BY CINDY SCHROEDER and JANE PRENDERGAST
The Cincinnati Enquirer
COVINGTON -- State inspectors Tuesday placed an around-the-clock monitor who will watch activities involving juveniles in the already controversial Kenton County Jail.
The placement followed complaints that juvenile prisoners were being abused.
Officials from the state Department of Juvenile Justice (DJJ) were at the jail most of the day, Jailer Don Younger confirmed. Ralph Kelly, DJJ commissioner, authorized the investigation after the Children's Law Center in Covington called his office Monday to report that juvenile prisoners were allegedly being abused by staff, said Terry Sebastian, press secretary for the state Justice Cabinet.
He said he did not know the details of the juveniles' complaints: "All I know is that it involves allegations of abuse from the staff." Kenton County Judge-executive Rodney "Biz" Cain learned of the investigation in a phone call Tuesday from Mr. Kelly.
"It appears four or five (deputy) jailers are running amok," Mr. Cain said.
The jail is already under federal court orders regarding its treatment of juveniles.
The law center sued the county and the state in 1991, alleging that the facility's lack of proper education, recreation and mental health screening, among other things, violated the juveniles' civil rights. The suit resulted in a variety of mandates by U.S. District Judge William O. Bertelsman in July 1996. Among them: that the facility have both male and female deputy jailers, and that no juvenile be kept in the facility longer than 15 days unless prosecutors intend to try him or her as an adult.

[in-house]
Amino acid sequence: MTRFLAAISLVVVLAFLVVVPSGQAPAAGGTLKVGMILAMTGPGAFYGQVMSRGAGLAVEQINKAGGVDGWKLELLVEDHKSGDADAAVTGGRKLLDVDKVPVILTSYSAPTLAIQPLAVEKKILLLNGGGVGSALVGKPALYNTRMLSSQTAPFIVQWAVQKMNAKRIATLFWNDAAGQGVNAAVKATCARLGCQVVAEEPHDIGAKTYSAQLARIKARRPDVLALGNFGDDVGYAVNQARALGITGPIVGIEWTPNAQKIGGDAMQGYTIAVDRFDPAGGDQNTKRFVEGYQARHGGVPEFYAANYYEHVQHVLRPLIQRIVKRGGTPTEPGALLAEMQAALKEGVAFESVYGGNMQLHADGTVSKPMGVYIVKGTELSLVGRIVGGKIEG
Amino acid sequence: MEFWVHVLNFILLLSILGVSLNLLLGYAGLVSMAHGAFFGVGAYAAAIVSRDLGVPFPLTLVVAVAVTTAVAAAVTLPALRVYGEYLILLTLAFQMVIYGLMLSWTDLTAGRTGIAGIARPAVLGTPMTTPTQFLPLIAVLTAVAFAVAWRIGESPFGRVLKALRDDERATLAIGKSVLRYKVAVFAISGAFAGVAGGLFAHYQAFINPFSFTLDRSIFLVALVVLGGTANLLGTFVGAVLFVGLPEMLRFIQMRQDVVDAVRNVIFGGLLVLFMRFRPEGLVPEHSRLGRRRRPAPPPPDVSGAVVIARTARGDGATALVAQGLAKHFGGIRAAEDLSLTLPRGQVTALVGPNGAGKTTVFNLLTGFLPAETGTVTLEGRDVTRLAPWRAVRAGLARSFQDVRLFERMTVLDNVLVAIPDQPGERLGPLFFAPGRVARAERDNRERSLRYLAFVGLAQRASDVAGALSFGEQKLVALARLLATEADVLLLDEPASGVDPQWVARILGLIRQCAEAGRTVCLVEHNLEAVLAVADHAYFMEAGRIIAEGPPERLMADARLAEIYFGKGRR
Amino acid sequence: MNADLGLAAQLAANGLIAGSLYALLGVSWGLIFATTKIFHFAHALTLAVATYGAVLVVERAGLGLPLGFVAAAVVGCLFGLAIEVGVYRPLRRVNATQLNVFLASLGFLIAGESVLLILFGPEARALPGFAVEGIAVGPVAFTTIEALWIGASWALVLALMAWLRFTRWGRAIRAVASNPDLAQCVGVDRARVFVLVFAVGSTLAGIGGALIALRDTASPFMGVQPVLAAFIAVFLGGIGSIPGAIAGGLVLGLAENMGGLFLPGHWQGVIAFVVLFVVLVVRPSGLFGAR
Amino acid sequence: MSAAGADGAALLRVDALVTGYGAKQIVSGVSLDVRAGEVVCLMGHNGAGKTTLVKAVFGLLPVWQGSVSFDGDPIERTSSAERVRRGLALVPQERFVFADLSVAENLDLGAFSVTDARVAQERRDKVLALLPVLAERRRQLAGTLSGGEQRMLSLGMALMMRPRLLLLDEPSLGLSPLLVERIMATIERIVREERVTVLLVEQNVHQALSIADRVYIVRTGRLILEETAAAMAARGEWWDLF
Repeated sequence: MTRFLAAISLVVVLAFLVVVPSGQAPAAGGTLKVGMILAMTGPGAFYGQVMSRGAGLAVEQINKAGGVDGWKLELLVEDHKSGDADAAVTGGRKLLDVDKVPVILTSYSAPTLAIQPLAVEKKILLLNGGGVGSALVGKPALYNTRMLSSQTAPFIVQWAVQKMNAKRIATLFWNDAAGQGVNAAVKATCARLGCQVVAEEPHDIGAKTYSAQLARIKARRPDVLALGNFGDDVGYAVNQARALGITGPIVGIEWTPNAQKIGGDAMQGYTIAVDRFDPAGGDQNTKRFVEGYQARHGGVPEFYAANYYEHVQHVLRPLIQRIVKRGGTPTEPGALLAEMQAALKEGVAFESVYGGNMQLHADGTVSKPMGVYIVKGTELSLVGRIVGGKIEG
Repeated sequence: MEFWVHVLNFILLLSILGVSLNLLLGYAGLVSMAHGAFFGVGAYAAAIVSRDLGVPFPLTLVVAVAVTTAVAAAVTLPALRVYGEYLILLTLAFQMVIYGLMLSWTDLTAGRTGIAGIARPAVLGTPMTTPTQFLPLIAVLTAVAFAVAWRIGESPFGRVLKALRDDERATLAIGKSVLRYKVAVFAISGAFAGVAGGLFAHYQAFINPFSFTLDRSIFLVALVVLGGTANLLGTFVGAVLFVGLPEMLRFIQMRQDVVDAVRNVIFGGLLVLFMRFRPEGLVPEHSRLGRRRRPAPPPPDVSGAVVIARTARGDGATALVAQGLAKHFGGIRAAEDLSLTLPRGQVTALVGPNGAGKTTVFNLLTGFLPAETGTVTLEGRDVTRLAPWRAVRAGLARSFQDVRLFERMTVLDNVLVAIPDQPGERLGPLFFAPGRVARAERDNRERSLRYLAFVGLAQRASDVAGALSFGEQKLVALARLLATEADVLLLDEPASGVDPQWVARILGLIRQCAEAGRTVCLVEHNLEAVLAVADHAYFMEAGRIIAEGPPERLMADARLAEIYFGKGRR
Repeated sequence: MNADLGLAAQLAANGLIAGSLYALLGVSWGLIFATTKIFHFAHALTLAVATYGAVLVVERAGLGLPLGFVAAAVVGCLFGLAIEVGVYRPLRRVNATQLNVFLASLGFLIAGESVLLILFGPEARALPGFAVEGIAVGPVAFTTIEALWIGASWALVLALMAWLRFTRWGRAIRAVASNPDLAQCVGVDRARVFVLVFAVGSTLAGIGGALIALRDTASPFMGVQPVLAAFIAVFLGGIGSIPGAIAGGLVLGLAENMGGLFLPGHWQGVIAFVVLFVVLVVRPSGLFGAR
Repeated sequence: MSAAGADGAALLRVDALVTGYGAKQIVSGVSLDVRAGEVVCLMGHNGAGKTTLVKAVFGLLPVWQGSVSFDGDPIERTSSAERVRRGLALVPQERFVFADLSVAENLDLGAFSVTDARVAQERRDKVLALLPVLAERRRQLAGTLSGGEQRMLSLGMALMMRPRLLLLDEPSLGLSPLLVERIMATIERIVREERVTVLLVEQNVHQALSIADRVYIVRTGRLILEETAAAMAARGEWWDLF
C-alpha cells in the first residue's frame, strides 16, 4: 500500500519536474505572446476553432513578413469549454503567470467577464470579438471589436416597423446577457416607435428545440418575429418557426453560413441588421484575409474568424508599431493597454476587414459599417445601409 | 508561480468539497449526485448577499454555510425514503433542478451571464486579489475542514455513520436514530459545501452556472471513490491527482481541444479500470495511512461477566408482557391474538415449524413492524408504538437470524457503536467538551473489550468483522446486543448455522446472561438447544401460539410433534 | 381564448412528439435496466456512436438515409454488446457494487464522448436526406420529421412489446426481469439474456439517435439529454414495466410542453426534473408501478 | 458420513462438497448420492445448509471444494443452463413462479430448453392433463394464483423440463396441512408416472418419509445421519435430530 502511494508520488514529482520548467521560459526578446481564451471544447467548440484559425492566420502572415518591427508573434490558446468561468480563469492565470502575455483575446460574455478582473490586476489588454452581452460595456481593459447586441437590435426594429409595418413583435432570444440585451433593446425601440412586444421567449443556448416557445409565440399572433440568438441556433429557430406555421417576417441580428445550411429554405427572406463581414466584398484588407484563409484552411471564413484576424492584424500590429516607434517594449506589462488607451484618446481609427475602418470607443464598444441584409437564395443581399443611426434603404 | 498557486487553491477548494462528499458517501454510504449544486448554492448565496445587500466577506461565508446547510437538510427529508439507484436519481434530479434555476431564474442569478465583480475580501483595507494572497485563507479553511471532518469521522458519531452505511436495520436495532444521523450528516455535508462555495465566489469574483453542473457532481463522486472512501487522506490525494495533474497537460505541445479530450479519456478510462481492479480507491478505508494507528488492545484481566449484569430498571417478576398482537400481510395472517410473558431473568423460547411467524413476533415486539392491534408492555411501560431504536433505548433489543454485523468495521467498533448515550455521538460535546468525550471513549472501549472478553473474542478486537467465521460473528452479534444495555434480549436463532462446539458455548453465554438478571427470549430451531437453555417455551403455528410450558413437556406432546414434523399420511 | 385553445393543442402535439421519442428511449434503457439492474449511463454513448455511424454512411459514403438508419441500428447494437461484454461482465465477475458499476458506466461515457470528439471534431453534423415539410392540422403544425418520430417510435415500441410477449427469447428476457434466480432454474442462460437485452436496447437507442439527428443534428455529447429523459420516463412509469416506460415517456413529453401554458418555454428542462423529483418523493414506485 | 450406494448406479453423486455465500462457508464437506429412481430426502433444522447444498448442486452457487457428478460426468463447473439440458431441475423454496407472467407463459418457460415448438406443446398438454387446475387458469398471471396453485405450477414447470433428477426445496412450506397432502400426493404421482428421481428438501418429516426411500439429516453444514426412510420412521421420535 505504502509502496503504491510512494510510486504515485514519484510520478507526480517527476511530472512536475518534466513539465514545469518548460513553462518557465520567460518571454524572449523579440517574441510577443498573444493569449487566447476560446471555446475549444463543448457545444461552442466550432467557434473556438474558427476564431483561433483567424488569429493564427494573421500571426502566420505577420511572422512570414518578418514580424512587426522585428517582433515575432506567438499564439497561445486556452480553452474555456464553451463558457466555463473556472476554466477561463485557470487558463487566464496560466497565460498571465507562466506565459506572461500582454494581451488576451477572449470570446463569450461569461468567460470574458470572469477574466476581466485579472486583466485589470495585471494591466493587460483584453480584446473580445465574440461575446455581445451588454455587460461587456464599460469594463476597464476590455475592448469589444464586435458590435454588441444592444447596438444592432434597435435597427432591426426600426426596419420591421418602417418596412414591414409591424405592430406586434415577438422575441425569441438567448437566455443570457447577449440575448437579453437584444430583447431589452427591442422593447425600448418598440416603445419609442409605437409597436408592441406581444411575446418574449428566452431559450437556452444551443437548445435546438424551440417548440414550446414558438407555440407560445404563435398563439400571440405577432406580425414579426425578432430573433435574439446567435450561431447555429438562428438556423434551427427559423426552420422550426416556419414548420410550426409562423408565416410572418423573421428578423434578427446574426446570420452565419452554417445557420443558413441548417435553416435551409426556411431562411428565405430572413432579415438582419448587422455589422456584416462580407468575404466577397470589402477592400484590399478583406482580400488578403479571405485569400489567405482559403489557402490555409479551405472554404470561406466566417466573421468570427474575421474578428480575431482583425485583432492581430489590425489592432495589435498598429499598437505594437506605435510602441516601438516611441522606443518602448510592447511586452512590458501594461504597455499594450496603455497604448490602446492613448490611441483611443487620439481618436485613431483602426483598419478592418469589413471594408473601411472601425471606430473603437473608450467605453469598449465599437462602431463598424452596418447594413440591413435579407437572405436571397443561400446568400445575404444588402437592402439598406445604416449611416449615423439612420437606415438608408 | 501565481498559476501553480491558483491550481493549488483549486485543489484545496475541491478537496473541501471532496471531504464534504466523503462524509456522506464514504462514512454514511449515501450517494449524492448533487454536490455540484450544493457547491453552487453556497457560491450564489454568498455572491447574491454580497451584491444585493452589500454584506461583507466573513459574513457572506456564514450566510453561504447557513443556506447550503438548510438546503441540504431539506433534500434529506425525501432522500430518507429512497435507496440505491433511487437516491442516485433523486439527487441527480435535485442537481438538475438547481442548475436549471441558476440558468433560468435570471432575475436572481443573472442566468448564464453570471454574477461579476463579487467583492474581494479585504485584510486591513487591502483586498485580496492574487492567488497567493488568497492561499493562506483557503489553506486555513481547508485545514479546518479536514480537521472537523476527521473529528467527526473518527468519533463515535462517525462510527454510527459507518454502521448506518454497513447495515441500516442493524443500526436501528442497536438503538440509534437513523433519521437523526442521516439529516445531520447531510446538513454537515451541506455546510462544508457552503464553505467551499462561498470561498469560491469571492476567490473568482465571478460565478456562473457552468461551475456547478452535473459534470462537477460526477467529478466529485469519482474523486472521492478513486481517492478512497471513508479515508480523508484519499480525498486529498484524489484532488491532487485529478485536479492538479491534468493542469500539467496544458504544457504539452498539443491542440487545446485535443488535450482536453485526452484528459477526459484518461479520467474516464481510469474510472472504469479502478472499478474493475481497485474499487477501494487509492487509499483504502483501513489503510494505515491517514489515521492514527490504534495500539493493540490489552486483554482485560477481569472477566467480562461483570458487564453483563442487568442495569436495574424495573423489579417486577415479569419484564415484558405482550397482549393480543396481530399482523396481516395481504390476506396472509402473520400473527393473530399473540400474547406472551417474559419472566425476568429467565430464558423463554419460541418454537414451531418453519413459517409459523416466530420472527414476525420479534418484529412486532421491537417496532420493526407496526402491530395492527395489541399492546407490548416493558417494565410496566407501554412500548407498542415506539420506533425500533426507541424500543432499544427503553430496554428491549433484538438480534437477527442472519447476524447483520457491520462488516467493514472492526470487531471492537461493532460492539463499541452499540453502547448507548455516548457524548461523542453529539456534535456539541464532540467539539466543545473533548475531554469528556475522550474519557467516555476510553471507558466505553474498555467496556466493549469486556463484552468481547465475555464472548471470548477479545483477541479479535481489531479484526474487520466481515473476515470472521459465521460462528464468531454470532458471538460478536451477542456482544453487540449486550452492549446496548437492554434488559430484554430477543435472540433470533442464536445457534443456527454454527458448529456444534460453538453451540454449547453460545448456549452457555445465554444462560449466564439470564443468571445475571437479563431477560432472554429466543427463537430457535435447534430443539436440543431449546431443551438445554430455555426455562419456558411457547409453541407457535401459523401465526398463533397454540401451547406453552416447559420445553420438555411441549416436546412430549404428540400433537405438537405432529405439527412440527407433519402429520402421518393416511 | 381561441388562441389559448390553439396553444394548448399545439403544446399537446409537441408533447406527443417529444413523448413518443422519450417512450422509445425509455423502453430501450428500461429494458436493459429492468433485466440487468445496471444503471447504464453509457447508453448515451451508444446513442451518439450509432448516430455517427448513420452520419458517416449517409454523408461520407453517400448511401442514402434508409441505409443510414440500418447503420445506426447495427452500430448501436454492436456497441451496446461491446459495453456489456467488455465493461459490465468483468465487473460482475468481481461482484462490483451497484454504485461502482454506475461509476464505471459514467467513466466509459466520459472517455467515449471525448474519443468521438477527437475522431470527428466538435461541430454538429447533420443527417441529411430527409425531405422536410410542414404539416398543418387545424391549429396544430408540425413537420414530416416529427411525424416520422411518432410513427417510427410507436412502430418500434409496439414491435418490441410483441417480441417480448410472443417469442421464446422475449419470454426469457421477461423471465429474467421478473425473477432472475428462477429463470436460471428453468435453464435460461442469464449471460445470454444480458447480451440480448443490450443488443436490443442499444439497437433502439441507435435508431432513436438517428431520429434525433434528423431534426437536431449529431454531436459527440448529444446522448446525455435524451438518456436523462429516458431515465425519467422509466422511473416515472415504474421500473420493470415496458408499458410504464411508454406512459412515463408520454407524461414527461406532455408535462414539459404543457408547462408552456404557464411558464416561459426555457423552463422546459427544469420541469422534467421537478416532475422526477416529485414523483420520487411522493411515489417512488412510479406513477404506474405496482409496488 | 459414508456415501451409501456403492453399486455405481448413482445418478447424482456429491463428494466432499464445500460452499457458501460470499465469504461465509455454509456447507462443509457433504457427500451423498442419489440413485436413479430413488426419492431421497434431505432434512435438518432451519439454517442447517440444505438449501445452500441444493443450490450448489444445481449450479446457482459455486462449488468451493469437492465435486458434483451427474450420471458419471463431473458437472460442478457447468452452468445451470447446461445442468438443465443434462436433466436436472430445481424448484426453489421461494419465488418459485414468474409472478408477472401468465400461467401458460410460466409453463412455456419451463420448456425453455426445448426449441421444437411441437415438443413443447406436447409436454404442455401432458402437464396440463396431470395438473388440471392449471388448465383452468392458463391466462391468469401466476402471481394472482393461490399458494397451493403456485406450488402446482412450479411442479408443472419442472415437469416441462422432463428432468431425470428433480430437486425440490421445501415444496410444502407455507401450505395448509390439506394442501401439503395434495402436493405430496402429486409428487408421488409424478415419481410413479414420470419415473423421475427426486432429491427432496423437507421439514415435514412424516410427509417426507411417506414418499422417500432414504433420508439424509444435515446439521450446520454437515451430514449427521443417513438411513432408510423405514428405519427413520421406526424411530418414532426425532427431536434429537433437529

He described the place as stark, barren and prison-like. A new regional facility is under construction in Newport. It's expected to open next summer.
The jail has been under other fire recently, too, for the June death of a diabetic man who was found naked in his isolation cell. The man's family has filed a $1 million federal lawsuit.
"How long (the investigation) will take, and what solution we'll take if the complaints have merit, I don't know," Mr. Sebastian said.
Mr. Younger said he gave the members of the state's internal investigation unit "free run of the facility," but added he did not know what prompted their visit.
"I know they came up to talk to the kids," Mr. Younger said. "They said they had some complaints. But until I talk to them, I don't know anything more."
He said that he could not comment about the new monitor, saying that all questions had to be directed to state officials.
Mr. Sebastian said it's not uncommon for the internal investigation unit to investigate complaints from juveniles or their lawyers. "The complaint is looked at to see if there's any proof to it," he said. "If there is, we take the appropriate action."